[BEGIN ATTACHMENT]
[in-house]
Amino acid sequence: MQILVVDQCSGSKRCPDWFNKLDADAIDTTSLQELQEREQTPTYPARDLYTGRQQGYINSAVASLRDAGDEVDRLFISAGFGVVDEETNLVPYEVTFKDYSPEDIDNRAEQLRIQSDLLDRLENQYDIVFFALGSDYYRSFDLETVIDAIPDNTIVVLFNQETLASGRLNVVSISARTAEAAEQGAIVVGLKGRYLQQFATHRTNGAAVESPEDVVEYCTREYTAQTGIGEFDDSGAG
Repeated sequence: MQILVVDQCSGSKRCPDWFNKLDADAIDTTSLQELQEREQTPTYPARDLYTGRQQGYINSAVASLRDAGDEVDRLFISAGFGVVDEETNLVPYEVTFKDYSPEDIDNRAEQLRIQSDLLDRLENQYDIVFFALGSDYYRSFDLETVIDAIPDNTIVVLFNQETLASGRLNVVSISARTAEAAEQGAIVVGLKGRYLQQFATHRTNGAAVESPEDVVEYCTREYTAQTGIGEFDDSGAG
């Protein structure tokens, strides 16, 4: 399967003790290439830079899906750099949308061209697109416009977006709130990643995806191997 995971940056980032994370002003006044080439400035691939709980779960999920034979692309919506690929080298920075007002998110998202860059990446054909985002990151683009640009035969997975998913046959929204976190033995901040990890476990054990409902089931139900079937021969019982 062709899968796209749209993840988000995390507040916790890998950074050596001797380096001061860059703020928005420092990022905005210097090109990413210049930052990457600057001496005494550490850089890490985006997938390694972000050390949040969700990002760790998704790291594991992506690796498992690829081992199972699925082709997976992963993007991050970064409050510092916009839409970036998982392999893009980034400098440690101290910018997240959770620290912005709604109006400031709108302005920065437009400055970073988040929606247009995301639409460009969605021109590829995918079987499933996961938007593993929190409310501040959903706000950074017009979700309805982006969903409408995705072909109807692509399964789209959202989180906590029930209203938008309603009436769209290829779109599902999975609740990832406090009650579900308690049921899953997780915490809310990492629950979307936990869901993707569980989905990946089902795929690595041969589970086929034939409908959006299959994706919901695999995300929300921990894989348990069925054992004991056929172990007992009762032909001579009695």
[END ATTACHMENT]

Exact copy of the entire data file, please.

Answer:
[in-house]
Amino acid sequence: MQILVVDQCSGSKRCPDWFNKLDADAIDTTSLQELQEREQTPTYPARDLYTGRQQGYINSAVASLRDAGDEVDRLFISAGFGVVDEETNLVPYEVTFKDYSPEDIDNRAEQLRIQSDLLDRLENQYDIVFFALGSDYYRSFDLETVIDAIPDNTIVVLFNQETLASGRLNVVSISARTAEAAEQGAIVVGLKGRYLQQFATHRTNGAAVESPEDVVEYCTREYTAQTGIGEFDDSGAG
Repeated sequence: MQILVVDQCSGSKRCPDWFNKLDADAIDTTSLQELQEREQTPTYPARDLYTGRQQGYINSAVASLRDAGDEVDRLFISAGFGVVDEETNLVPYEVTFKDYSPEDIDNRAEQLRIQSDLLDRLENQYDIVFFALGSDYYRSFDLETVIDAIPDNTIVVLFNQETLASGRLNVVSISARTAEAAEQGAIVVGLKGRYLQQFATHRTNGAAVESPEDVVEYCTREYTAQTGIGEFDDSGAG
């Protein structure tokens, strides 16, 4: 399967003790290439830079899906750099949308061209697109416009977006709130990643995806191997 995971940056980032994370002003006044080439400035691939709980779960999920034979692309919506690929080298920075007002998110998202860059990446054909985002990151683009640009035969997975998913046959929204976190033995901040990890476990054990409902089931139900079937021969019982 062709899968796209749209993840988000995390507040916790890998950074050596001797380096001061860059703020928005420092990022905005210097090109990413210049930052990457600057001496005494550490850089890490985006997938390694972000050390949040969700990002760790998704790291594991992506690796498992690829081992199972699925082709997976992963993007991050970064409050510092916009839409970036998982392999893009980034400098440690101290910018997240959770620290912005709604109006400031709108302005920065437009400055970073988040929606247009995301639409460009969605021109590829995918079987499933996961938007593993929190409310501040959903706000950074017009979700309805982006969903409408995705072909109807692509399964789209959202989180906590029930209203938008309603009436769209290829779109599902999975609740990832406090009650579900308690049921899953997780915490809310990492629950979307936990869901993707569980989905990946089902795929690595041969589970086929034939409908959006299959994706919901695999995300929300921990894989348990069925054992004991056929172990007992009762032909001579009695």